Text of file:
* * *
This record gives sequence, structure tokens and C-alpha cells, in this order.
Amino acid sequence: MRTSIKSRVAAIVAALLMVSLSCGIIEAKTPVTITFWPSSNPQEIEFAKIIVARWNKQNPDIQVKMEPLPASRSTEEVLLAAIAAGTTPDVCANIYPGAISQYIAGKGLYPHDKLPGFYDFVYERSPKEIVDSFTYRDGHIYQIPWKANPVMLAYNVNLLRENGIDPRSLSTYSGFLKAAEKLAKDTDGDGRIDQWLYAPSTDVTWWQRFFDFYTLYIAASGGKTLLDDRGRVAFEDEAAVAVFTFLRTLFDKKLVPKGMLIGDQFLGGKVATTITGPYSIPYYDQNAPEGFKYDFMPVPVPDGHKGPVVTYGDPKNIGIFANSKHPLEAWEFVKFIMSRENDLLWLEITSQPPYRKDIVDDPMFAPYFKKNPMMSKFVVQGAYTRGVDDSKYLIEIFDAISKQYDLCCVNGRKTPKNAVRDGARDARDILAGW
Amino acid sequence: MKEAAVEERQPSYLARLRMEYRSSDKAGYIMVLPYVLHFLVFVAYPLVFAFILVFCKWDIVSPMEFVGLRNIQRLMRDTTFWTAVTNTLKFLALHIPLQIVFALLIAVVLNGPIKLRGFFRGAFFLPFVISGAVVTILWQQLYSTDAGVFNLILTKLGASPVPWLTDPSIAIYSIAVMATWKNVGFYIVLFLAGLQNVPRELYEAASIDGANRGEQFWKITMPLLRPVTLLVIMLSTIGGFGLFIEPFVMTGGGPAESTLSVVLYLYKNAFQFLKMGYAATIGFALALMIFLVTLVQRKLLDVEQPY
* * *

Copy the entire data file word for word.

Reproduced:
This record gives sequence, structure tokens and C-alpha cells, in this order.
Amino acid sequence: MRTSIKSRVAAIVAALLMVSLSCGIIEAKTPVTITFWPSSNPQEIEFAKIIVARWNKQNPDIQVKMEPLPASRSTEEVLLAAIAAGTTPDVCANIYPGAISQYIAGKGLYPHDKLPGFYDFVYERSPKEIVDSFTYRDGHIYQIPWKANPVMLAYNVNLLRENGIDPRSLSTYSGFLKAAEKLAKDTDGDGRIDQWLYAPSTDVTWWQRFFDFYTLYIAASGGKTLLDDRGRVAFEDEAAVAVFTFLRTLFDKKLVPKGMLIGDQFLGGKVATTITGPYSIPYYDQNAPEGFKYDFMPVPVPDGHKGPVVTYGDPKNIGIFANSKHPLEAWEFVKFIMSRENDLLWLEITSQPPYRKDIVDDPMFAPYFKKNPMMSKFVVQGAYTRGVDDSKYLIEIFDAISKQYDLCCVNGRKTPKNAVRDGARDARDILAGW
Amino acid sequence: MKEAAVEERQPSYLARLRMEYRSSDKAGYIMVLPYVLHFLVFVAYPLVFAFILVFCKWDIVSPMEFVGLRNIQRLMRDTTFWTAVTNTLKFLALHIPLQIVFALLIAVVLNGPIKLRGFFRGAFFLPFVISGAVVTILWQQLYSTDAGVFNLILTKLGASPVPWLTDPSIAIYSIAVMATWKNVGFYIVLFLAGLQNVPRELYEAASIDGANRGEQFWKITMPLLRPVTLLVIMLSTIGGFGLFIEPFVMTGGGPAESTLSVVLYLYKNAFQFLKMGYAATIGFALALMIFLVTLVQRKLLDVEQPY